- At a recent press briefing, HHS Secretary Sylvia Burwell said one of her priorities is to encourage states to expand Medicaid, but economic pressures from hospital closures and unpaid services may drive states that have refused Medicaid expansion to finally do so.
- Louisiana was the first state in the Deep South to make the plunge, perhaps breaking the political deadlock on Medicaid expansion.
- Healthcare advocates opine that once a new president is in office, Republican governors that have been holding out due to political reasons may start to reconsider expansion.
Although Kentucky Gov. Matt Bevin (R) plans to make changes to how Medicaid is delivered in the state, it's doubtful other states will consider eliminating Medicaid expansion since it would mean canceling health coverage for millions.
According to The Sacramento Bee, President Obama's 2017 budget proposal will include a request to allow states to experience three years of 100% federal funding if they decide to expand Medicaid this year or next year. However, it's not expected to gain Congressional approval.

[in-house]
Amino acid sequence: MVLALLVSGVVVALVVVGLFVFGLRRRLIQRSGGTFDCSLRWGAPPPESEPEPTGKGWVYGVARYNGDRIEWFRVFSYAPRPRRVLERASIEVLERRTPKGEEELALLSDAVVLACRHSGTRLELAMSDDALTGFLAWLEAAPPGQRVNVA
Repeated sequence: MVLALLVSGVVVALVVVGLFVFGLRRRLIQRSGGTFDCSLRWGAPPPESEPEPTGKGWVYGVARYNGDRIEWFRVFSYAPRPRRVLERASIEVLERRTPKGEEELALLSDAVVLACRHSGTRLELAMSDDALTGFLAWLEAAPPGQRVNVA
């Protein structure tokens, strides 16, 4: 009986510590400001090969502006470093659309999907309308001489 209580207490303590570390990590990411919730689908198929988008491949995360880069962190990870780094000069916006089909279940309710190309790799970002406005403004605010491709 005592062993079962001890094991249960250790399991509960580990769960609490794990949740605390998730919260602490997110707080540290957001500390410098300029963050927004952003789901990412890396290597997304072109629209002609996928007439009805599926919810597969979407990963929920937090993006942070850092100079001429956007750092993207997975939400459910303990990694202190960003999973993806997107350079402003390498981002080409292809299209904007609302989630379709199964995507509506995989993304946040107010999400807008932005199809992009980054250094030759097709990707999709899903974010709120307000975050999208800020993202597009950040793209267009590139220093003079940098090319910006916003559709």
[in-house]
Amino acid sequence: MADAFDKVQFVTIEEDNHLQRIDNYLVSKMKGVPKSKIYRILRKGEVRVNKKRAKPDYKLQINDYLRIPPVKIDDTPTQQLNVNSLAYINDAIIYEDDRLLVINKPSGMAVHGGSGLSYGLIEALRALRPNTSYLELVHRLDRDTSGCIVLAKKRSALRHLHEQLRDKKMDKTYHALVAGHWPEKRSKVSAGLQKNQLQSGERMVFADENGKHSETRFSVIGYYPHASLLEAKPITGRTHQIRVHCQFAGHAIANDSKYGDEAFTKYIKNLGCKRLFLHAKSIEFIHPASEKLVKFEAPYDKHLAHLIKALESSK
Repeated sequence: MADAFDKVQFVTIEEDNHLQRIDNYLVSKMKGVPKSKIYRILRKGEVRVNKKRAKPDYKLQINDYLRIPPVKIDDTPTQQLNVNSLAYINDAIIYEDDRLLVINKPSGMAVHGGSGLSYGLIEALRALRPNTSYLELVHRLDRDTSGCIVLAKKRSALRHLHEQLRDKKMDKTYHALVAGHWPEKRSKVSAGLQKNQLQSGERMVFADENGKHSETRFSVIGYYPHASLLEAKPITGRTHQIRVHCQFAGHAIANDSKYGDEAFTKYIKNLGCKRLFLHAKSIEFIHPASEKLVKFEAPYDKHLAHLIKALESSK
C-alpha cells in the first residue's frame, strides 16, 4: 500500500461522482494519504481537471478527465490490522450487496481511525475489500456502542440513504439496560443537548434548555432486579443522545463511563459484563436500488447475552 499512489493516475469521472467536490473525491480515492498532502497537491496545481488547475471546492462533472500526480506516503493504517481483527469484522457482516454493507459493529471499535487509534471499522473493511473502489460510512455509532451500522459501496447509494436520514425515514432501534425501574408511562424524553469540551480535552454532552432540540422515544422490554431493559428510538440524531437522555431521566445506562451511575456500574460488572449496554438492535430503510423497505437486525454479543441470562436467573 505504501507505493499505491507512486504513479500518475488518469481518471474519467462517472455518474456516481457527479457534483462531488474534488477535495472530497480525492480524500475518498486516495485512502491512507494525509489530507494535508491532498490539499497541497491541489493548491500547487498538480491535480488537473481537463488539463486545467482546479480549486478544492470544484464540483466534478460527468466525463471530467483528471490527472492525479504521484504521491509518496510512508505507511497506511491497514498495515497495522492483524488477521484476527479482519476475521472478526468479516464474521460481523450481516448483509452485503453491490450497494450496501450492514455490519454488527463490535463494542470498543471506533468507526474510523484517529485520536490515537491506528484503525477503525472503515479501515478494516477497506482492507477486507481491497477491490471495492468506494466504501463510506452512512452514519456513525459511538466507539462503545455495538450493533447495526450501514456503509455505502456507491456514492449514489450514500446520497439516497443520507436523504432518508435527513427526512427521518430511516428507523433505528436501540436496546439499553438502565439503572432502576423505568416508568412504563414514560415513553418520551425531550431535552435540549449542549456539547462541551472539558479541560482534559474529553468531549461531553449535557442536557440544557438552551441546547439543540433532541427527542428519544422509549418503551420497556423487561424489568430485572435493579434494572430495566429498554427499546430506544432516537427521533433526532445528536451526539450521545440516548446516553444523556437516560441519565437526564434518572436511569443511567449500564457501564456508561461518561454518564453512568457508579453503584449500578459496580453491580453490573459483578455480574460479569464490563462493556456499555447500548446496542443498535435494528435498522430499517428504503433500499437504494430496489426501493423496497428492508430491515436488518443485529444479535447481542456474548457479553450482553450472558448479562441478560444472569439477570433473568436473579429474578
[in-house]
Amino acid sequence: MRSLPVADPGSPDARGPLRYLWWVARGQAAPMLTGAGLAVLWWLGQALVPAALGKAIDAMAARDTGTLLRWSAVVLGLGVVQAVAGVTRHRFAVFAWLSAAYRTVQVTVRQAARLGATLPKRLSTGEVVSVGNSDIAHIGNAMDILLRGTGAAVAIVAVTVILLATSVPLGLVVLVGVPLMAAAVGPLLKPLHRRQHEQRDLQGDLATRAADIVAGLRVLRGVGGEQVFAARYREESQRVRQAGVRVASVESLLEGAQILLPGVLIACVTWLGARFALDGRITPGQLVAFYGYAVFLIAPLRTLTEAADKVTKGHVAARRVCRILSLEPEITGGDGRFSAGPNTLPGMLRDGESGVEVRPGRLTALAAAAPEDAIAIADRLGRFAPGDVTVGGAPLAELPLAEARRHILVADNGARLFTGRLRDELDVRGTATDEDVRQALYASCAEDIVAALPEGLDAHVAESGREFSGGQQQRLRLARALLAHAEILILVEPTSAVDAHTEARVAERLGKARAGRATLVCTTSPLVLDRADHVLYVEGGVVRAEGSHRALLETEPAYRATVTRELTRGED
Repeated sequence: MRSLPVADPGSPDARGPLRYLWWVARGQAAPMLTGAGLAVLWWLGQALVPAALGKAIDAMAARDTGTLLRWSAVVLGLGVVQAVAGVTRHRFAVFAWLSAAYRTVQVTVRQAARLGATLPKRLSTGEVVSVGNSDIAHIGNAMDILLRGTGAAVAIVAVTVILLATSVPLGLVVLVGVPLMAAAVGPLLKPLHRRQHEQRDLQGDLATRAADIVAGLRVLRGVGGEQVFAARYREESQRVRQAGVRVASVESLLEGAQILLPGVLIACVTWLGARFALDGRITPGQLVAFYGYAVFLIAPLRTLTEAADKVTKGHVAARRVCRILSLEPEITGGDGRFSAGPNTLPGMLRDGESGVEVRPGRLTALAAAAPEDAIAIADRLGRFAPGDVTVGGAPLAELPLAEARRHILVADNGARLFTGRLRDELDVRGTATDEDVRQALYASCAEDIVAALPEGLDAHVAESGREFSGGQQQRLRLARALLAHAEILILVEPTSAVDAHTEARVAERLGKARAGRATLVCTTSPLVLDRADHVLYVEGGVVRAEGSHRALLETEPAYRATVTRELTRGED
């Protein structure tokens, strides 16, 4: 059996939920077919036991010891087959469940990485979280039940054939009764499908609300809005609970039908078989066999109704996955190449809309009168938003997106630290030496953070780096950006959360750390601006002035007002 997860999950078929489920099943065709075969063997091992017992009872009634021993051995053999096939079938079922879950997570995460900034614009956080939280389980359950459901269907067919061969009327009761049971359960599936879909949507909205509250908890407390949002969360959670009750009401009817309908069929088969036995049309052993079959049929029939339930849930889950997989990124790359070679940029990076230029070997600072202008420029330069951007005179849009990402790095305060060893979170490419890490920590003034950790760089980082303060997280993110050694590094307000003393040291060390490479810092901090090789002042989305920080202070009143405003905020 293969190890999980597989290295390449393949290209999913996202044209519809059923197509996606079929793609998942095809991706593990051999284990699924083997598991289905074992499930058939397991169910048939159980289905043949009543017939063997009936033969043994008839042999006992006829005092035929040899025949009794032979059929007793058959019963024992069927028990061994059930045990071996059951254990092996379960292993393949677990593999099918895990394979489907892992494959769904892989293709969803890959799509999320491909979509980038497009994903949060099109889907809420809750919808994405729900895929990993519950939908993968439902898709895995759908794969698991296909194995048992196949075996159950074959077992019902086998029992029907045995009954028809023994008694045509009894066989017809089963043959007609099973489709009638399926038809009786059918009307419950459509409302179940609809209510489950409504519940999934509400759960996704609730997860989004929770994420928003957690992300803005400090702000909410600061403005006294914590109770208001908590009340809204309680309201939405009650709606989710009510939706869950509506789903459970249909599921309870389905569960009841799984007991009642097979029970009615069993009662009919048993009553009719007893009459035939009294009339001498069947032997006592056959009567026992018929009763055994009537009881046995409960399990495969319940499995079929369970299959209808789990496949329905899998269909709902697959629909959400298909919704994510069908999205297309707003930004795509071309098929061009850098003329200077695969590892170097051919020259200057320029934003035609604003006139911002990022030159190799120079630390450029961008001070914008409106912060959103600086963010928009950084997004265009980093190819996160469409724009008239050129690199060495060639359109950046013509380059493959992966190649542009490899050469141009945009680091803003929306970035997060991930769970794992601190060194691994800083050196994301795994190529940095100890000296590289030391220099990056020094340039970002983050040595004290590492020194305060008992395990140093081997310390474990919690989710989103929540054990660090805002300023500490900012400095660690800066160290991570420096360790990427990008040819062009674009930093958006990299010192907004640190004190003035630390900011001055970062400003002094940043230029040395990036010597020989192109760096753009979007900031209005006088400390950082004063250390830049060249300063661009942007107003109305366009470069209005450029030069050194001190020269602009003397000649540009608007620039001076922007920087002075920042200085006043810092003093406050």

Some state governors have approved expansion without legislative consent (Alaska, Kentucky, Ohio, and West Virginia) while there are several states now grappling with expansion proposals. Gov. Dennis Daugaard (R) of South Dakota is asking the Republican Legislature to approve extending Medicaid to 55,000 residents, including Native Americans. If approved, it would be the first time Medicaid coverage would extend for Indian health services on and off the reservation.
Virginia Gov. Terry McAuliffe (D) and Gov. Matt Mead (R) of Wyoming are both seeking expansion, but their respective Republican legislatures rejected it. Gov. Gary Herbert (R) of Utah and Gov. Bill Haslam (R) of Tennessee also tried to get expansion approved but both were opposed by GOP legislatures.
Research has backed up the health and economic benefits in states that have expanded Medicaid. If the 19 remaining states were to approve expansion, more than 6 million Americans would be eligible for coverage, according to Families USA.